Dental teams are well positioned to identify and take action when it comes to early signs of eating disorders.
According to the Oral Health Foundation, the dental profession could make a key difference when it comes to those with eating disorders like anorexia and bulimia.
Around 1.25 million people in the UK are affected by an eating disorder. Many of these can be recognised by a range of common problems in the mouth.
For example, nine in ten (90%) patients with bulimia and one in five (20%) with anorexia suffer from enamel erosion. Other symptoms include tooth decay, sensitive teeth, dry mouth and enlarged salivary glands.
The charity believes thousands of undiagnosed eating disorders are picked up during regular dental check-ups by all members of the dental team.
Dentistry’s top stories
- Fresh investment in UK dentistry following sale of DD
- ‘This is how NHS dentistry will die’ – 75% of dentists likely to reduce NHS commitment in next year
- NHS dentists feel ‘chewed up and spat out’, BDA warns MPs
- Cost of living pressures – NHS dental charge freeze is crucial
- Ever dreamed of working in dentistry on a remote island?
New strategy needed
Chief executive of the Oral Health Foundation, Dr Nigel Carter, says: ‘During the routine dental examination, dental teams carry out checks on the hard and soft tissues of the mouth and look for signs of tooth erosion. They will also look for possible injuries to the mouth
‘These could have been induced by inserting foreign objects that cause a person to vomit.
‘The UK needs a far better strategy for diagnosing eating disorders early. The sooner an eating disorder is suspected or recognised, then the more effective treatment will be.
‘This treatment extends far beyond any damage caused to the mouth. It is also necessary to instigate wider medical referrals to those who specialise in treating eating disorders.’
In the UK:
- Around 275,000 people suffer from binge eating disorders
- 235,000 have bulimia
- 100,000 are diagnosed with anorexia.
Dr Carter adds: ‘As well as erosion through stomach acid, dental teams will also be able to detect conditions such as tooth decay, from excessive sugar consumption and signs of nutrient deficiencies.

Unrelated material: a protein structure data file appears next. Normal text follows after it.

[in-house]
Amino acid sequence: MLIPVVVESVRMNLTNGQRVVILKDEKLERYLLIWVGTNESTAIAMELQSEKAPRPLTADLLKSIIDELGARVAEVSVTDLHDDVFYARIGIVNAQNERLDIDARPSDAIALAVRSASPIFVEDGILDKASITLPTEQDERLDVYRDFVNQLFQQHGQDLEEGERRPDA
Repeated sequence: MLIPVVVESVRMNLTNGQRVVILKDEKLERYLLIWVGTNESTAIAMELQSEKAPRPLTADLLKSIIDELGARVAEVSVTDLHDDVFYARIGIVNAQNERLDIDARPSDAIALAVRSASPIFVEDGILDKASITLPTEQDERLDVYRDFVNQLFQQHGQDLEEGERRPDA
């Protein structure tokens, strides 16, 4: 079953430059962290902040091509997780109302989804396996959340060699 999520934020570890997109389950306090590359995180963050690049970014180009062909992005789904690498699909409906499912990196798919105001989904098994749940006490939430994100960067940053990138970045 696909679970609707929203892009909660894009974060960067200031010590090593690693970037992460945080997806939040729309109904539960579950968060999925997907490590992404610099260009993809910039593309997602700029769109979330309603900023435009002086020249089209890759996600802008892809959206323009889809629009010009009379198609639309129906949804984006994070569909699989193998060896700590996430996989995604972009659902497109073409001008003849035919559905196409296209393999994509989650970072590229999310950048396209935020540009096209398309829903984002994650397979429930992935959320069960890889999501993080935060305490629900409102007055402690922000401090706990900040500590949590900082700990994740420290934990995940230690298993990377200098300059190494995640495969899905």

‘If they suspect that a person might be suffering from an eating disorder, they will be able to talk calmly through the clinical signs they are seeing in the mouth. They might also speak about prescribing a high fluoride toothpaste or varnish to protect your teeth from decay.
‘The more open and honest patients can be with their dental team, the better they will be able to help. Your dental team can be trusted to help you and will not judge you over any symptoms you are having.’
The Oral Health Foundation is currently running National Smile Month, a campaign that champions the importance of having good oral health.
Brooke Sharp, clinical advice coordinator at Beat, the UK’s eating disorder charity, says: ‘Eating disorders impact around 1.25 million people in the UK of all ages, genders and backgrounds. You cannot tell if someone has an eating disorder by looking at them.
‘This means that eating disorders can go undetected for a long time. However, physical signs of an eating disorder, such as dental erosion or sensitivity can occur, mean that dentists may be among the first to observe the signs and symptoms.’
Tina McGuff is a mother of four children. She has struggled most of her life with anorexia and obsessional exercise behaviours.
She has now fully recovered and lives a healthy life. Currently, she is helping to educate others on mental health and how to cope with different needs.
‘I could see the impact it was having on my oral health, and I was eventually hospitalised in a psychiatric ward as a teenager,’ she says.
‘There were a lot of problems with my teeth even at that time because I was sick all the time.’
Constant stomach acid on teeth can erode the tooth’s enamel. As the teeth are weakened, it is also important not to brush straight after being sick as this could further damage the teeth. Instead, simply rinse with water or use a safe fluoride mouthwash recommended by your dentist.
Tina explained that she assumed the dentist would simply be able to fix everything, and that it would not impact her dental health going forward.
‘It is so good that awareness is now being raised as to how eating disorders can impact your mouth,’ she adds.
‘All the sugary things I ate to get back to normal eating meant my teeth were always being attacked.’
Follow Dentistry.co.uk on Instagram to keep up with all the latest dental news and trends.